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Sometimes she’s means she has but sometimes it means she is. How can I find the difference between these two identical sentences so that I can understand which of the two possible contractions was meant?

  1. She’s worked. (=she is worked) [past continuous]

  2. She’s worked. (=she has worked) [present perfect]

closed as too broad by Mari-Lou A, choster, Scott, jimm101, Skooba Oct 16 '17 at 12:29

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  • Use of contracted pronouns like this for past continuous isn't as common for a start, but you can usually tell which is meant from the context of the rest of the paragraph. – John Clifford Jul 28 '17 at 12:42
  • @John Clifford so , what i understood is that , people don't use «'s» for contracting the past continuous tense . yes ? – Masoud B Jul 28 '17 at 12:50
  • For this example it depends largely on what exactly you mean with "worked"; do you mean she's doing work of her own volition or that another entity is making her work? – John Clifford Jul 28 '17 at 12:55
  • @John Clifford , she's doing work of her own volition. – Masoud B Jul 28 '17 at 13:03
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    Masoud, could you post some complete examples, instead of those partial quotes? If you're talking about reading what someone else wrote, it should always be at least fairly clear from the context, unless the speaker expressed it badly. If you're talking about something you plan to write, work without contractions until you're certain what you're saying… – Robbie Goodwin Jul 30 '17 at 23:14
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She is worked is very rare and idiomatic. It only applies in the context that someone is working to much. As in 'She is being worked to death'. In this context it is always used with the verb 'to be'

  • I disagree slightly with this answer. I agree that "she's worked" in the sense of "she is worked" is very rare. I agree, moreover, that it would usually be used to imply that "she" is being forced to work too hard. I disagree that it could be used only to imply excessive work. Context might permit an alternative implication. The problem here is that the examples are so truncated that they would almost never be used by a native speaker except in a context that made the intended meaning quite clear. – Jeff Morrow Oct 15 '17 at 9:29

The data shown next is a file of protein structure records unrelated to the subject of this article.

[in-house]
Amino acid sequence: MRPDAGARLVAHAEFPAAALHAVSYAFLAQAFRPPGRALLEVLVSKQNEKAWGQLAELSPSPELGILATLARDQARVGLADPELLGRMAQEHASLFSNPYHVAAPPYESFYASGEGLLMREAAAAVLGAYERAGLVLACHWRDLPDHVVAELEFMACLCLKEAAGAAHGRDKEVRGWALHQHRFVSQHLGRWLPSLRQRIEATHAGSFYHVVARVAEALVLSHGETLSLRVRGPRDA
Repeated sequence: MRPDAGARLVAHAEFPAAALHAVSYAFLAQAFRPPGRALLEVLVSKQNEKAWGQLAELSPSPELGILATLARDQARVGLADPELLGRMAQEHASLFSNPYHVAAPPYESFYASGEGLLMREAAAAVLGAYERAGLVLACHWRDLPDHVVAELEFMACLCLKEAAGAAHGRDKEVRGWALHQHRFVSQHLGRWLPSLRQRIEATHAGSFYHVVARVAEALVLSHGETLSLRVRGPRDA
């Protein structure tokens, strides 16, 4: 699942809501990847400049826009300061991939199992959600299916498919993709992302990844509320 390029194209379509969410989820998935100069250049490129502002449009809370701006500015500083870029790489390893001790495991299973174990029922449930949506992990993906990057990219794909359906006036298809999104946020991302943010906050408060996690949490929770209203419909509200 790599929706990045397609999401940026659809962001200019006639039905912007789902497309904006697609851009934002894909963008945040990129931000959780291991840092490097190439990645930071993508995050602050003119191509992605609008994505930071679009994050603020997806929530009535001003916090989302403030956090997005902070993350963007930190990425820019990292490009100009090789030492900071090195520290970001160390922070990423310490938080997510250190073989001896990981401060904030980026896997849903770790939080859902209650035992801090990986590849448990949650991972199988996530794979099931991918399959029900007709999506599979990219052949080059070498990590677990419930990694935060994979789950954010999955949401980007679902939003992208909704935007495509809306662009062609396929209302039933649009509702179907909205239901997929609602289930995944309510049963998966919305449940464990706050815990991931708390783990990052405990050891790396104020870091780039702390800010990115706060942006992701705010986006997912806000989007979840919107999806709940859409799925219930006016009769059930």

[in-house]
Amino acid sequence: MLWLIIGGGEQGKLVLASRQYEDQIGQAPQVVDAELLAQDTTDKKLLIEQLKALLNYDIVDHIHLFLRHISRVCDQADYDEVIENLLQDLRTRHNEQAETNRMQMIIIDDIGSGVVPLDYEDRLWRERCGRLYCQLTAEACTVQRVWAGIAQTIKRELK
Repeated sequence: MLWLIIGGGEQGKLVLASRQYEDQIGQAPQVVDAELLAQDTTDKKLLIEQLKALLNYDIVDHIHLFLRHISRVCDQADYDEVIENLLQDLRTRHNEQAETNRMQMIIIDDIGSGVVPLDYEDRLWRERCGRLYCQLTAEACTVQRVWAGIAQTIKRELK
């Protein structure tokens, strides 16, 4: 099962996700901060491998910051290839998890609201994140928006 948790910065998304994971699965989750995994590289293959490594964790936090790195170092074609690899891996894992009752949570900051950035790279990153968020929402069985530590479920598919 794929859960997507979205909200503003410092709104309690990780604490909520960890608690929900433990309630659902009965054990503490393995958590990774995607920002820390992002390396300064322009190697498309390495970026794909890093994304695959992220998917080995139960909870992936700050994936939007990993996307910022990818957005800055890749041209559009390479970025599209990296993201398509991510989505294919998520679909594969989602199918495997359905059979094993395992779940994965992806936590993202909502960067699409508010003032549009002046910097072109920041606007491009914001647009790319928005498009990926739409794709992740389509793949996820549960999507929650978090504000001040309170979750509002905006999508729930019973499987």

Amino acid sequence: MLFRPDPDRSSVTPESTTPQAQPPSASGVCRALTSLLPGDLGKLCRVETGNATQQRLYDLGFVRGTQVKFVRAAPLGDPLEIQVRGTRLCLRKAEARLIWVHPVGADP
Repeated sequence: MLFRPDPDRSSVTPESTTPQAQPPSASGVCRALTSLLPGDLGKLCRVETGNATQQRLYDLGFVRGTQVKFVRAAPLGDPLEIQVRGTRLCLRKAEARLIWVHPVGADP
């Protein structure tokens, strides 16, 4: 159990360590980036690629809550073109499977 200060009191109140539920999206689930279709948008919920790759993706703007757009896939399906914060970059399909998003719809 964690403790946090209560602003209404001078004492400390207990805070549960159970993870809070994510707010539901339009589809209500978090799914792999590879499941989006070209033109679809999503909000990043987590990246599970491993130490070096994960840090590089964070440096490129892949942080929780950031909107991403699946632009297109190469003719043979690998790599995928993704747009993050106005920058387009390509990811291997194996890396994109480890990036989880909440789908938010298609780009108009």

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As far as I know, she is worked is not past continuous. She was working is past continuous. Therefore "worked" here is an adjective, not a verb.

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As one answer pointed out, the question is premised on a misconception. And, as at least one comment has pointed out, the examples are so brief as to leave uncertain the meaning intended to be conveyed.

Let's start with the misconception. "She's worked" in the sense of "she is worked" is not in the past continuous, which requires the present participle rather than the past participle. It is in the simple present, passive voice. Although grammatical, the contraction would rarely be used without context making clear that "is" rather than "has" is the modal verb being reduced because "work" is not frequently used as a transitive verb. "She's worked lightly" or "she's worked as hard as a rented mule" would be more typical usages because those locutions make clear that a passive, transitive use is intended: she is the object of another's action.

"She's worked" in the sense of "she has worked" is also grammatical while being unlikely except in a context where the use of the present perfect makes sense.

A native speaker would tend to avoid the contraction in these examples unless the context clarified whether what was intended was the present tense with passive voice or else the present perfect tense with active voice.

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